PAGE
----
The Slatest

The Wildfire Catastrophe Was Premeditated

An orange, smoke-filled sky and burnt remains
Gates, Oregon, on Thursday after the passage of the Santiam Fire. Kathryn Elsesser/Getty Images

They should have known this could happen.

Partygoers set off a “smoke-generating pyrotechnic device” at a gender reveal in El Dorado Ranch Park in Yucaipa, California, earlier this month. The explosion lit a blaze that has burned over 16,000 acres of land. It was obviously a stupid thing to do: California constantly warns people against lighting fires or setting off explosives in fire danger zones, and other wildfires had already broken out elsewhere in the state. Less than two years ago, another gender reveal party set off a wildfire in Arizona in pretty much the same manner.

But while the explosive “reveals” are thoughtless acts that are easy to pass judgment on, these individual actors aren’t the crux of the issue.

It’s who knew catastrophe would happen.

A 1966 copy of Mining Congress Journal, a coal industry publication, features an article written by James Garvey, then president of a now-defunct research organization. In it, Garvey provides a detailed summation of the environmental havoc that would occur if industry did not dial back on burning fossil fuel:

There is evidence that the amount of carbon dioxide in the earth’s atmosphere is increasing rapidly as a result of the combustion of fossil fuels. If the future rate of increase continues as it is at the present, it has been predicted that, because the CO2 envelope reduces radiation, the temperature of the earth’s atmosphere will increase and that vast changes in the climates of the earth will result.

Two years later, scientists reported equally dire information to the American Petroleum Institute. Nine years after that, in July 1977, James Black, a senior scientist at Exxon, informed a room full of executives that CO2 emissions from fossil fuel would cause global temperatures to increase and put humanity in danger.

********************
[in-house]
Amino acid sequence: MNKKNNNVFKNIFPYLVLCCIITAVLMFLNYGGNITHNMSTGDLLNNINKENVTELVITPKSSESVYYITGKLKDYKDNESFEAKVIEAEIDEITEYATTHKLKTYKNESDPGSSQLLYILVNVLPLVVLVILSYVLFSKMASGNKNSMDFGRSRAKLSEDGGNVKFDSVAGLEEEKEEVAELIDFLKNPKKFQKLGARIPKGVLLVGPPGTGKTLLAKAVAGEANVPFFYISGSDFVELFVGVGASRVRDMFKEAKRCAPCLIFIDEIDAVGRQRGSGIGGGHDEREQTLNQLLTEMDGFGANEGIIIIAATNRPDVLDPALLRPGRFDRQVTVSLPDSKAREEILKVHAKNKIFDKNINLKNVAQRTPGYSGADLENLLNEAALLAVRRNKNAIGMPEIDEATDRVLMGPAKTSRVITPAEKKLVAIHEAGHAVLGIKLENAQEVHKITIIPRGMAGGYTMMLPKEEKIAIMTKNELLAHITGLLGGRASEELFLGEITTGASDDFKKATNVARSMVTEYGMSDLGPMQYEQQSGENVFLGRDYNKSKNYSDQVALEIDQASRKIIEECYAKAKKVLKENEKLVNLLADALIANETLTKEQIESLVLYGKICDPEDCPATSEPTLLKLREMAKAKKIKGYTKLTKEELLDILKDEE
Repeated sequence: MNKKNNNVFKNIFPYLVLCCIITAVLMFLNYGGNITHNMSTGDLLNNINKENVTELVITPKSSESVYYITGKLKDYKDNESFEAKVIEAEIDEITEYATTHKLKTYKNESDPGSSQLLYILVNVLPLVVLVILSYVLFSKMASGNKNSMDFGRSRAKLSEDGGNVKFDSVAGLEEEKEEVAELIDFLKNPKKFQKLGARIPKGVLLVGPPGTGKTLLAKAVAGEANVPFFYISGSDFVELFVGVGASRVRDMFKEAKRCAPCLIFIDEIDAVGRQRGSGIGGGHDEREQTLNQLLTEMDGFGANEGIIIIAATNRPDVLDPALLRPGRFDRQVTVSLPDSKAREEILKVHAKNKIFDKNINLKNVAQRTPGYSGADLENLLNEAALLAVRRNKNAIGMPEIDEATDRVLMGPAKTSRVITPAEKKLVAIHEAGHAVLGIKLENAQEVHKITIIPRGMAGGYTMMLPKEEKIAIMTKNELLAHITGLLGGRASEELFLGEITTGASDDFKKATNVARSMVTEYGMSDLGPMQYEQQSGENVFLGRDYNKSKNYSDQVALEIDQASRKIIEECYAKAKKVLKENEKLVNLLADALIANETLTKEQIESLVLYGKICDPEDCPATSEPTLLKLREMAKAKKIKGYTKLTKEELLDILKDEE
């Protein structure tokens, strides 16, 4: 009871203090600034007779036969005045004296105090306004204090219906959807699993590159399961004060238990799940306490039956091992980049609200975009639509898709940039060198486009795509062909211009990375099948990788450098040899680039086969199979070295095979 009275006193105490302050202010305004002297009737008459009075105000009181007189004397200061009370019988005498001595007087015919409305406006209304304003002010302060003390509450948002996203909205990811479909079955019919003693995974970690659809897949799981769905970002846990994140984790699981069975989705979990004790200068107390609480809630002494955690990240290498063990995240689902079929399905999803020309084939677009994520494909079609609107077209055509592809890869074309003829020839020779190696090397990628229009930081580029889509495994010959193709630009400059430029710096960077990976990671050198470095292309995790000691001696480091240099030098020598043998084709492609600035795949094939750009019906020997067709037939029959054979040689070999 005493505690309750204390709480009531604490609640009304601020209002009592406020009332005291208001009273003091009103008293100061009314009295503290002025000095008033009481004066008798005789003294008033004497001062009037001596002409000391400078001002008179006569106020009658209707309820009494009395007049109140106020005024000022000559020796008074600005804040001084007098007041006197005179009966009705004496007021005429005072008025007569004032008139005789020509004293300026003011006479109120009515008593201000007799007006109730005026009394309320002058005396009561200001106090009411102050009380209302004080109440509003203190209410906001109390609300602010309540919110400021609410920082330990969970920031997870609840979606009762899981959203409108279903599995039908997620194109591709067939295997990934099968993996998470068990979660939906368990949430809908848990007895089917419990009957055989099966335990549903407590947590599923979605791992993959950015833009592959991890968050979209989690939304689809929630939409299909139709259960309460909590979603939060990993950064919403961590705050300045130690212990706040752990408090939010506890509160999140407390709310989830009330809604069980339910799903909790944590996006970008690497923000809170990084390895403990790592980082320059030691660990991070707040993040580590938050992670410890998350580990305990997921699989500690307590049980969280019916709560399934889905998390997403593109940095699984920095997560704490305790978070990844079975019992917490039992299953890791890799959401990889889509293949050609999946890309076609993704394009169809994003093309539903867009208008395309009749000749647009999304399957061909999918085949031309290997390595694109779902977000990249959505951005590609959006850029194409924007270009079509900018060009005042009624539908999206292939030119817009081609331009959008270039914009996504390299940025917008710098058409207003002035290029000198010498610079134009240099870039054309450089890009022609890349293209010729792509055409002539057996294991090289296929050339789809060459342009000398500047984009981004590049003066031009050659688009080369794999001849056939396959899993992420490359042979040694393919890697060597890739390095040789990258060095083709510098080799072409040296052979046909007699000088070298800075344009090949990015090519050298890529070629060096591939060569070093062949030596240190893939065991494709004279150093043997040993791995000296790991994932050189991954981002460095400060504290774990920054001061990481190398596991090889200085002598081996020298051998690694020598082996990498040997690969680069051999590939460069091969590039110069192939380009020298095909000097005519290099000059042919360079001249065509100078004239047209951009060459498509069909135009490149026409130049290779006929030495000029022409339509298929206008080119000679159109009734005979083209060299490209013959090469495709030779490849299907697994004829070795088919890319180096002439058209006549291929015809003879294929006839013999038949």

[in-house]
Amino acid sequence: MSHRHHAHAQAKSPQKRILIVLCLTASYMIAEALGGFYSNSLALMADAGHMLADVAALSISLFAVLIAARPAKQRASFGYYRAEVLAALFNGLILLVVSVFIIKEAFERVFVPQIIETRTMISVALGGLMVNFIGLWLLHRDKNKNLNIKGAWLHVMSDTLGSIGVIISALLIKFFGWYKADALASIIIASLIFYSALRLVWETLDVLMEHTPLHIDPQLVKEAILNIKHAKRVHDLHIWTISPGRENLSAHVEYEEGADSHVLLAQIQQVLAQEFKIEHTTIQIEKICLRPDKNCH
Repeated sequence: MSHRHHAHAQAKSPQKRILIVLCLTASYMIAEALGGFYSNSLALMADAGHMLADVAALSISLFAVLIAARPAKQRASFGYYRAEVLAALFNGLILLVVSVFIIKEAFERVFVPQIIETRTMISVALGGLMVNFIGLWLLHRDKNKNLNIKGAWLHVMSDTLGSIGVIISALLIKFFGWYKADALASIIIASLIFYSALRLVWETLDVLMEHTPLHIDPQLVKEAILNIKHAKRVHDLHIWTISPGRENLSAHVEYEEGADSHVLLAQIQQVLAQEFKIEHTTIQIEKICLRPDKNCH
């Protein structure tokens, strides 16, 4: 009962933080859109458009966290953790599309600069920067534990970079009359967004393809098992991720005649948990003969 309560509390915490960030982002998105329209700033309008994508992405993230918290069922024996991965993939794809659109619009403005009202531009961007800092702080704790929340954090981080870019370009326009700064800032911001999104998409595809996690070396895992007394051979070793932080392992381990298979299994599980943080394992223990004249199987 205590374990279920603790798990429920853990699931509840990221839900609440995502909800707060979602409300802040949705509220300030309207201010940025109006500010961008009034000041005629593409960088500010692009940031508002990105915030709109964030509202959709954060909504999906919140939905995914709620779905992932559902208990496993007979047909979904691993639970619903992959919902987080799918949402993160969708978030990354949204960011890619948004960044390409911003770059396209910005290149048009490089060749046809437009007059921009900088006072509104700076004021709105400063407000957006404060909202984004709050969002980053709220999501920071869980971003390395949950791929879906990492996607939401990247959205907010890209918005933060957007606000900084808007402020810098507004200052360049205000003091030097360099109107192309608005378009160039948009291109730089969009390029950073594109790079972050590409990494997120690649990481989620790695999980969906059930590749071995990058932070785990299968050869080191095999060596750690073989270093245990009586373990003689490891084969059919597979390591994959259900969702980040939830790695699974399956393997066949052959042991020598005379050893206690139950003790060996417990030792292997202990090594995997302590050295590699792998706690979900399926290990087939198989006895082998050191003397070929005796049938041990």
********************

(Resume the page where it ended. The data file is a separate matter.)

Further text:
The events the industry was warned about decades ago are unfolding today. Wildfires are raging across California, Oregon, and Washington state on a previously unseen scale. Plumes from the smoke have rendered the air quality among the worst in the world. Skies have turned crimson. Hundreds of thousands of acres are being destroyed along with the human and animal life that populated them. It’s apocalyptic. It’s unprecedented and incomparable. There is every reason to believe subsequent years will bring more, and worse. Scientists working for Exxon in the 1970s even noted that, in extreme instances, some climates would experience “carbon dioxide induced summer dryness”—such as the arid conditions currently affecting the West Coast. These weather patterns make wildfires difficult to extinguish and much easier to spread.

Such advance knowledge of the horrors we’re currently witnessing can seem unfathomable. President Donald Trump, in an attempt to bluff his way through the subject, laid blame on forest management. “When trees fall down after a short period of time, they become very dry—really like a matchstick,” he said. “And they can explode. Also leaves. When you have dried leaves on the ground, it’s just fuel for the fires.” He also dodged a question about the role of climate change in the disaster.

But there’s nothing mysterious about the environmental havoc occurring. They knew this would happen. When the issue of climate change finally entered into the public consciousness in 1988, Big Oil executives and their peers in coal were well aware of the impending crisis awaiting the world if they didn’t find alternative fuel methods. Exxon in particular conducted groundbreaking, in-depth research into the potential extent of a climate crisis—which made it aware of shifting weather patterns, sea level rises from melting ice caps, the displacement of human and animal populations, and the repercussions for human health. Instead of taking that influence to prevent widespread environmental disaster, Exxon promoted and extensively funded climate change disinformation.

Even now, the oil industry is lying to the public about plastic recycling and emissions from gas flaring being under control—all for the sake of convincing people that what they’re doing isn’t killing the planet.

The extent of the catastrophe on the West Coast likely could have been averted. Exxon knew this would happen. Coal knew this would happen.

They didn’t care.